Written by Eli Dean // Photo by Eli Dean
Harding welcomed poet Brad Leithauser to recite some poems from his new book “Rhyme’s Rooms: The Architecture of Poetry” on Nov. 2. The MacArthur Fellowship award-winning poet was invited to Harding after English Department Chair Jon Singleton read Leithauser’s book over the summer and was intrigued by the themes of his poetry.
“His book is the perfect book for people to be drawn back into poetry,” Singleton said. “He’s writing mostly for people that have read a little bit of poetry but have kind of grown away from it.”
For those who might not be into poetry, Singleton said that the way the book is constructed makes it readable to any type of poetry reader, from beginner to poetry enthusiast.
“When you read this book, it introduces you to one poet after another and all of these great poems you’ve never seen before,” Singleton said. “He gives you just enough to where it will make you want to read more.”
For Leithauser himself, his introduction to poetry came from his mother when he was a child, and he still holds those moments close to him as he furthers his career as a poetry writer.
“My mother was a poet when I was growing up, and when I was a child she would pay me a penny for every line of poetry that I would memorize,” Leithauser said. “So that was my first allowance: reciting lines of poetry.”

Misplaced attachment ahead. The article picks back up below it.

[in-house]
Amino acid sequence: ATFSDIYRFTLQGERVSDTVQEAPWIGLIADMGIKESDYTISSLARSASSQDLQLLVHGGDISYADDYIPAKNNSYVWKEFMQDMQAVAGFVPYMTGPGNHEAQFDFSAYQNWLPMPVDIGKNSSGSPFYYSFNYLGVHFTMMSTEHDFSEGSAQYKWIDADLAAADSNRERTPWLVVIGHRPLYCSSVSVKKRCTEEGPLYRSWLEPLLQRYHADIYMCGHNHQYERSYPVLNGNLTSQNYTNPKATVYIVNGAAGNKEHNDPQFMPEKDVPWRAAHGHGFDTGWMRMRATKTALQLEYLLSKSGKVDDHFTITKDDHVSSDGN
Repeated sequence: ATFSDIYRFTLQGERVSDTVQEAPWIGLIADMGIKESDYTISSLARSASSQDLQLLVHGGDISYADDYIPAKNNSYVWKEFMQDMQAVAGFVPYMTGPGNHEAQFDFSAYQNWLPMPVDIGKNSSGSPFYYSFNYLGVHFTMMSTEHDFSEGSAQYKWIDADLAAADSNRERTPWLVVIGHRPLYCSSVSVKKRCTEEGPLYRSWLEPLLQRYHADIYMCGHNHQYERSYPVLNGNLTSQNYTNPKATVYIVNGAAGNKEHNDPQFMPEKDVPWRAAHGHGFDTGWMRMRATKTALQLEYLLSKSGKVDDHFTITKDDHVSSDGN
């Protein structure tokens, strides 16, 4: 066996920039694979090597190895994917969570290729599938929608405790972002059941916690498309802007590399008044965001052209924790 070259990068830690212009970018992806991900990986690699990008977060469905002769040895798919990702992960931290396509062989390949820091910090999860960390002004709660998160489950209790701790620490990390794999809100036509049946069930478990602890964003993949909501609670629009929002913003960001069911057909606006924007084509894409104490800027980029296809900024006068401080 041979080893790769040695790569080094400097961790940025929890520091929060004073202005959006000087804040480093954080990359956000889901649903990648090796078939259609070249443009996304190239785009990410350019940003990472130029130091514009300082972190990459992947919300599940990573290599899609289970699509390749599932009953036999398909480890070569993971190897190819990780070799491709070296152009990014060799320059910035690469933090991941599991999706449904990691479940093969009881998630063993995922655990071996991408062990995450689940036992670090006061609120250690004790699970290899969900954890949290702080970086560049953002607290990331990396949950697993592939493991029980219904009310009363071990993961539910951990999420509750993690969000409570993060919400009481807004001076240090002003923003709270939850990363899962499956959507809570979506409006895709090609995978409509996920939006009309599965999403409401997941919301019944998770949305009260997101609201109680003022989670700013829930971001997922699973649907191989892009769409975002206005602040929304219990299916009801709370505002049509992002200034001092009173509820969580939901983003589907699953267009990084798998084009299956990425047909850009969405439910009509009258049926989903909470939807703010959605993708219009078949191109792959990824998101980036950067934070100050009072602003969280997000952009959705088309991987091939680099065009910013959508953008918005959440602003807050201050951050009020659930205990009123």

Several classes in the English department were in attendance for the event. Freshman Ella Fox said that she got a lot out of listening to Leithauser recite some of his and other poets’ poems.
“I am in the [Introduction to Literary Studies] class this year and Dr. Singleton recommended I come to listen to [Leithauser],” Fox said. “I thought it was really interesting because even though poetry isn’t really one of the aspects I’m looking into for my studies, I thought it was a good introduction into that world.”
One of the key talking points of the lecture was how Leithauser created his poetry and the situations in life that left him inspired to write poems. Fox said she liked how Leithauser explained that process and how he structured his poems.
“He talked a lot about his inspirations to his poetry and how he wrote some of his poems, and how he looked at poetry,” Fox said. “It was very different than a lot of other times I had been taught to look at poetry.”